Self Care October 21, 2020

Unpopular opinion: you won’t succeed without your selfish drives (money, validation)

Dagobert Renouf @dagorenouf

note: I just realized something about motivation and thought that others might benefit from it. Let me know if it gets you thinking.

When it comes to motivation, we would all love to be above the desire to make money or be validated by other founders. We would love to be solely focused on helping people with our skills in a benevolent way.

As I read mission-statements from famous startups, it seems like it's a very common drive to have:

  • Airbnb's mission is to help create a world where you can belong anywhere and where people can live in a place, instead of just traveling to it
  • Amazon strives to offer their customers the lowest possible prices, the best available selection, and the utmost convenience
  • Google’s mission is to organize the world’s information and make it universally accessible and useful

When I read all that, it does feel quite inspiring: a great and ambitious purpose that can benefit mankind!

The thing that I’ve noticed though, is that it’s not a strong enough motivation for me to get up in the morning.

Sure, it’s quite thrilling to imagine that my startup could improve the lives of millions of entrepreneurs someday. I want that to happen! But as I’m still not making a living with my dream project, a big aspirational goal like this seems abstract and far off.

Although I’d love to be motivated by purely altruistic reasons, right now 80% of what I care about is making enough money to be able to keep working on it.

As I look around this motivation, I notice that what truly gets me fired up is way less glamorous than I would like:

  • I want to make millions in sales and never be afraid of lacking money ever again
  • I want to prove to all the people who doubted me that I’m better than they thought
  • I want to become a famous entrepreneur who people love and admire for his vision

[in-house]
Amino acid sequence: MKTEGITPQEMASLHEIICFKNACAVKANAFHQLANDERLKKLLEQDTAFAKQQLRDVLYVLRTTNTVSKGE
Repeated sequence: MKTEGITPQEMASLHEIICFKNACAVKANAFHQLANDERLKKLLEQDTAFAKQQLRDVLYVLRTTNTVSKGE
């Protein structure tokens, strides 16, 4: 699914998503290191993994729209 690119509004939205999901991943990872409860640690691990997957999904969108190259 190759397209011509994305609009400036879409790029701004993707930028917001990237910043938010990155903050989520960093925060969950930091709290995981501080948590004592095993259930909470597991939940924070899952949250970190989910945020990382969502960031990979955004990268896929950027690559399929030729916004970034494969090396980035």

There I said it!

These are motivations that I usually try to hide or push back, but right now as I’m looking for ramen profitability, they work. Even though thinking of money and social validation seems opposite to what a mission statement should be, it’s what does it for me.

It seemed strange at first, but it might not be. As I reflect on this, I’m reminded of Maslow’s pyramid of needs.

maslow pyramid of needs
(if you don't know about it, here's the wikipedia page)

Yes, a higher purpose is what we all aspire to. Finding a way to benefit mankind following our deep values. But the truth is that it only becomes tangible once we have our basic needs met:

  1. financial security
  2. recognition from our peers

As much as we try to avoid or push these lower drives down, they are still very much active. They won’t disappear until we meet them, and pushing them back is actually counter-productive. Instead of completing a level and resting securely on it, we try to jump too far ahead and lose our balance.

So next time you judge yourself for wanting to make lots of money or getting validation, remember that your desires are there for a good reason. You likely still need to focus on them for a while.

You’re actually on a path to help the world more deeply, it's just that right now you need to take care of yourself first.

When you look at mission statements from successful startups, don’t fall into the trap of thinking that it’s what made them get up in the morning. Like you and me, all they wanted initially was to make money and get love from their peers. It’s only after they got it that they started focusing on higher aspirational goals.

The sooner you embrace your needs for money and validation, the more energy you'll have to make your project succeed. In time, you will find plenty of genuine motivation to make the world a better place.

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